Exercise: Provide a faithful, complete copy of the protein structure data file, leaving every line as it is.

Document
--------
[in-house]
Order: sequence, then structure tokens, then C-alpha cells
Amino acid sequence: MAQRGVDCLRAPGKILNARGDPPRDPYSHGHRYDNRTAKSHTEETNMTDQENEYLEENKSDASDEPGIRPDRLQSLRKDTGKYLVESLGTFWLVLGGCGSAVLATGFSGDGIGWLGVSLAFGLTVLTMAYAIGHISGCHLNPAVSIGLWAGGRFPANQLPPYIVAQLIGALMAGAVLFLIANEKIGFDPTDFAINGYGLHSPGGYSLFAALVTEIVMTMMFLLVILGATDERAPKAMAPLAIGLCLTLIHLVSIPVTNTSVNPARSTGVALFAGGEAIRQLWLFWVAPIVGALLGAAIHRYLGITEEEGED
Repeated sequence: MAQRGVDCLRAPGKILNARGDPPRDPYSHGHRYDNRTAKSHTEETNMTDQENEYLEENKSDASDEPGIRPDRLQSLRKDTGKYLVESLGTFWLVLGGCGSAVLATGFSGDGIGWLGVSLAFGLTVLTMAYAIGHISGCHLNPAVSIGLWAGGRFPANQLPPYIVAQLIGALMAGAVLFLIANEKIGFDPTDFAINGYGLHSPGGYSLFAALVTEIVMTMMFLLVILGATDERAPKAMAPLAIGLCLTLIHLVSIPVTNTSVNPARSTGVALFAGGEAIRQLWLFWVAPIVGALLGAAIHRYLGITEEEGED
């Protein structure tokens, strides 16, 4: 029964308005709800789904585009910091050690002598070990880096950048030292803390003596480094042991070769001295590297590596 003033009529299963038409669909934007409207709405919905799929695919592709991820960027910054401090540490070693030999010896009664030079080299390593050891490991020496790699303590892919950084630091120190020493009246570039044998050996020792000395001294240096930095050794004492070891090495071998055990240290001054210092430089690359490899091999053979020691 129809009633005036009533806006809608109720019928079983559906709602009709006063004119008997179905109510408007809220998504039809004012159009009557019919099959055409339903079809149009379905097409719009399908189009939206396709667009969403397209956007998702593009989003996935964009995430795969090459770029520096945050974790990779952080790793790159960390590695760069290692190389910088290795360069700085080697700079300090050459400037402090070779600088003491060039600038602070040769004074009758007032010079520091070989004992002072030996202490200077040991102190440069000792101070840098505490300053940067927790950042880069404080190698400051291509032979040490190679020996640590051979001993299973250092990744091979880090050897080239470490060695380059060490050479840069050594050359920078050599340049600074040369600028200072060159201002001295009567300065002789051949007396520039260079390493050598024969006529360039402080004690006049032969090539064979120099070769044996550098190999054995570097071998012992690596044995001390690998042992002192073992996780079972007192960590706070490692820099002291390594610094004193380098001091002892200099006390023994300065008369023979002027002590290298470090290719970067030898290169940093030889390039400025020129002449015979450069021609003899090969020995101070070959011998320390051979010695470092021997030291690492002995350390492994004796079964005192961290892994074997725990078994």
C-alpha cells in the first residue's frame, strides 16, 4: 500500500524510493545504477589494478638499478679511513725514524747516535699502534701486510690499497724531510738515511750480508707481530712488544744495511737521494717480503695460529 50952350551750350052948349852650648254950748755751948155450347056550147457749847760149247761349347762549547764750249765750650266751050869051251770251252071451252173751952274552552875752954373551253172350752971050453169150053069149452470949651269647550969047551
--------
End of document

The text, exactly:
[in-house]
Order: sequence, then structure tokens, then C-alpha cells
Amino acid sequence: MAQRGVDCLRAPGKILNARGDPPRDPYSHGHRYDNRTAKSHTEETNMTDQENEYLEENKSDASDEPGIRPDRLQSLRKDTGKYLVESLGTFWLVLGGCGSAVLATGFSGDGIGWLGVSLAFGLTVLTMAYAIGHISGCHLNPAVSIGLWAGGRFPANQLPPYIVAQLIGALMAGAVLFLIANEKIGFDPTDFAINGYGLHSPGGYSLFAALVTEIVMTMMFLLVILGATDERAPKAMAPLAIGLCLTLIHLVSIPVTNTSVNPARSTGVALFAGGEAIRQLWLFWVAPIVGALLGAAIHRYLGITEEEGED
Repeated sequence: MAQRGVDCLRAPGKILNARGDPPRDPYSHGHRYDNRTAKSHTEETNMTDQENEYLEENKSDASDEPGIRPDRLQSLRKDTGKYLVESLGTFWLVLGGCGSAVLATGFSGDGIGWLGVSLAFGLTVLTMAYAIGHISGCHLNPAVSIGLWAGGRFPANQLPPYIVAQLIGALMAGAVLFLIANEKIGFDPTDFAINGYGLHSPGGYSLFAALVTEIVMTMMFLLVILGATDERAPKAMAPLAIGLCLTLIHLVSIPVTNTSVNPARSTGVALFAGGEAIRQLWLFWVAPIVGALLGAAIHRYLGITEEEGED
């Protein structure tokens, strides 16, 4: 029964308005709800789904585009910091050690002598070990880096950048030292803390003596480094042991070769001295590297590596 003033009529299963038409669909934007409207709405919905799929695919592709991820960027910054401090540490070693030999010896009664030079080299390593050891490991020496790699303590892919950084630091120190020493009246570039044998050996020792000395001294240096930095050794004492070891090495071998055990240290001054210092430089690359490899091999053979020691 129809009633005036009533806006809608109720019928079983559906709602009709006063004119008997179905109510408007809220998504039809004012159009009557019919099959055409339903079809149009379905097409719009399908189009939206396709667009969403397209956007998702593009989003996935964009995430795969090459770029520096945050974790990779952080790793790159960390590695760069290692190389910088290795360069700085080697700079300090050459400037402090070779600088003491060039600038602070040769004074009758007032010079520091070989004992002072030996202490200077040991102190440069000792101070840098505490300053940067927790950042880069404080190698400051291509032979040490190679020996640590051979001993299973250092990744091979880090050897080239470490060695380059060490050479840069050594050359920078050599340049600074040369600028200072060159201002001295009567300065002789051949007396520039260079390493050598024969006529360039402080004690006049032969090539064979120099070769044996550098190999054995570097071998012992690596044995001390690998042992002192073992996780079972007192960590706070490692820099002291390594610094004193380098001091002892200099006390023994300065008369023979002027002590290298470090290719970067030898290169940093030889390039400025020129002449015979450069021609003899090969020995101070070959011998320390051979010695470092021997030291690492002995350390492994004796079964005192961290892994074997725990078994």
C-alpha cells in the first residue's frame, strides 16, 4: 500500500524510493545504477589494478638499478679511513725514524747516535699502534701486510690499497724531510738515511750480508707481530712488544744495511737521494717480503695460529 50952350551750350052948349852650648254950748755751948155450347056550147457749847760149247761349347762549547764750249765750650266751050869051251770251252071451252173751952274552552875752954373551253172350752971050453169150053069149452470949651269647550969047551